Vivian Graubard, 26 is a founding member of the president's "Geek Squad," better known as the U.S. Digital Service.
As one of Time Magazine's "30 Under 30 World Changers" - Graubard knows that her work has had a positive impact. She recalled once stumbling upon a big box of unanswered letters at the White House.
"They were letters, some in Spanish, that people had written to the president, that just didn't get answered," she said.
She explained that there was an unofficial policy that the letters weren't answered because the president didn't speak those languages. "But I thought many were likely from U.S. citizens and they deserved a response."
The Miami-raised Latina said she thought of her own family; some spoke English better than others but all should be able to write to the president.
So Graubard put her tech skills to use and helped build a system to catalog and answer foreign-language letters. Obama is now known for being the first president to respond to letters in Spanish, French, Portuguese, and other languages.
Graubard was part of a team that helped update the White House comments line and bring it into the 21st century. Any concerned citizens who call today can thank Graubard for such innovation.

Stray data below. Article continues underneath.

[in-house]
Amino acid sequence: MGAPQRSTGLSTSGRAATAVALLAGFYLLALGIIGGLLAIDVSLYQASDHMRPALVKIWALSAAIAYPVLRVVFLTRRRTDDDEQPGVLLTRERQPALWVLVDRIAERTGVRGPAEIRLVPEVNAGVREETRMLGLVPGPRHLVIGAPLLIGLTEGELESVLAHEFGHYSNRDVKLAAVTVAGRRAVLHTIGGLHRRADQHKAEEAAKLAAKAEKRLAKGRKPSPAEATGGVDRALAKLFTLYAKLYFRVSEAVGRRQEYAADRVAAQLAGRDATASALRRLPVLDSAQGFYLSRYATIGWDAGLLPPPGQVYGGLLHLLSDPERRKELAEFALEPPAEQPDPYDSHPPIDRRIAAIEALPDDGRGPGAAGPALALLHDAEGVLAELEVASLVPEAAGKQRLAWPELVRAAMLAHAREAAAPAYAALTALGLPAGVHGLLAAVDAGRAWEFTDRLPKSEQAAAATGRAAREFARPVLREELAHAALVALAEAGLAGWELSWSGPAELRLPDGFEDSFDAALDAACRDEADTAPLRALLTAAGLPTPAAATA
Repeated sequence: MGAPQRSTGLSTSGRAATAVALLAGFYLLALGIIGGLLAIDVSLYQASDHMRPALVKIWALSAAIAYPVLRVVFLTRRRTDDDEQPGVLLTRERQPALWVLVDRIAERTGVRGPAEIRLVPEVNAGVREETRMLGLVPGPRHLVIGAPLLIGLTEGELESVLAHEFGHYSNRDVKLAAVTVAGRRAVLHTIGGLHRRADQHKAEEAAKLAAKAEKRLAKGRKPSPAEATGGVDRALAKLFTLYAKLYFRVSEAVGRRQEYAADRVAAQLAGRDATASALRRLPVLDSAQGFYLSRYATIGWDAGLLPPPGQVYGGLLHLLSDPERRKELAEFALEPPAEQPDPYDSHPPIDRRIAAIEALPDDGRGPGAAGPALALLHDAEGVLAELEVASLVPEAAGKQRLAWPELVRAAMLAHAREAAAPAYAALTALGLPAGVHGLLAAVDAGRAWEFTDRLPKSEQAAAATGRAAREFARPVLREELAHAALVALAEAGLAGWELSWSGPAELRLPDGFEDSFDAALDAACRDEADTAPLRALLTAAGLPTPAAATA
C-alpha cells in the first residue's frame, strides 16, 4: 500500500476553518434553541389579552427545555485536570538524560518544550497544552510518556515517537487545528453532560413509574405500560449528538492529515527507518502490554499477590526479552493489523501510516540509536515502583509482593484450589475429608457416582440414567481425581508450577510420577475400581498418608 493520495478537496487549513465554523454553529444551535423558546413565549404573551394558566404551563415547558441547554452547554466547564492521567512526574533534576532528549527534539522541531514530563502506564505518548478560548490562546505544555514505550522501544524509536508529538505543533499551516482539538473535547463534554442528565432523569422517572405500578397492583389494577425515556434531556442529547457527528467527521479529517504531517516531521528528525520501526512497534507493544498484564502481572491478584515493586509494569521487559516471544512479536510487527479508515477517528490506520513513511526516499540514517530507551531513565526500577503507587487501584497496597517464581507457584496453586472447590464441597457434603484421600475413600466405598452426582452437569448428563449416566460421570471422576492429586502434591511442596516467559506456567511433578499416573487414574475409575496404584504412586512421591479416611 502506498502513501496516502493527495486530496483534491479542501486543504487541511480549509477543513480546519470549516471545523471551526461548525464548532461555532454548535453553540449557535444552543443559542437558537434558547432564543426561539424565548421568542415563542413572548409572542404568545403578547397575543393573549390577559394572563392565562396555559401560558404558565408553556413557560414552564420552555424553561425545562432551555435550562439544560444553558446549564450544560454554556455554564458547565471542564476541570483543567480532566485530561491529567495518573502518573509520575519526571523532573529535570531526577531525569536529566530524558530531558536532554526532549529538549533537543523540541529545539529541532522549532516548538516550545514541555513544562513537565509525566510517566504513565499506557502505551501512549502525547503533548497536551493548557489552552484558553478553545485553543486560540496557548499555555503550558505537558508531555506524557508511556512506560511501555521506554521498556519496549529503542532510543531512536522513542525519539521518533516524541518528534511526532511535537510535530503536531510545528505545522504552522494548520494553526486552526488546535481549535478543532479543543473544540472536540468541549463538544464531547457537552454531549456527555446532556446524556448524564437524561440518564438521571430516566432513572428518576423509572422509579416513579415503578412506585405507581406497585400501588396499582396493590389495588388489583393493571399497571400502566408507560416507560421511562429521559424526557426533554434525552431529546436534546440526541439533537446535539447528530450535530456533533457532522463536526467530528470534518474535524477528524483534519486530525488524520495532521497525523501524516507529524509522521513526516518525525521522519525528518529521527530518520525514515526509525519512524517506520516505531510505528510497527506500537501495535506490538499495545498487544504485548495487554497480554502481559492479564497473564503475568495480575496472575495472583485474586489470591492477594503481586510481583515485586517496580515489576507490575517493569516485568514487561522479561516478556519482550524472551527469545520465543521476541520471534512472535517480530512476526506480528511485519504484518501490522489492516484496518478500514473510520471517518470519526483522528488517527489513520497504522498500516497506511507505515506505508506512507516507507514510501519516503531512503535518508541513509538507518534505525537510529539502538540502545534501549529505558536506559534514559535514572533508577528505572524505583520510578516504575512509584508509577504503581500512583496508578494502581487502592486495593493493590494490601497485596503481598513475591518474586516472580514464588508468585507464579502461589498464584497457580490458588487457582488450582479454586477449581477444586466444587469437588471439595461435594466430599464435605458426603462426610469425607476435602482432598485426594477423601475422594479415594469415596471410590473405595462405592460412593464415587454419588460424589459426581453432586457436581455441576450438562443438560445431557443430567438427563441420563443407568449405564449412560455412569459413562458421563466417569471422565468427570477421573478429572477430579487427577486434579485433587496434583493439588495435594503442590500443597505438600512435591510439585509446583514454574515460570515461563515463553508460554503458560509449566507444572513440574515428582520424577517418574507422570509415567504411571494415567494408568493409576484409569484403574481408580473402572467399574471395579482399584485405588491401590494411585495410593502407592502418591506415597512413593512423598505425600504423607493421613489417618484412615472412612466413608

Little did she know when she graduated from American University and took a short-term gig volunteering at the presidential correspondence office that it would turn into a full-time job where she would make lasting contributions.
Graubard told NBC that one of the challenges of working for the government is that you don't see change overnight. "Everything is long-term," she said. "You don't fix things overnight. The worst thing is that you sometimes wake up and day after day and it is hard to see the progress you are making."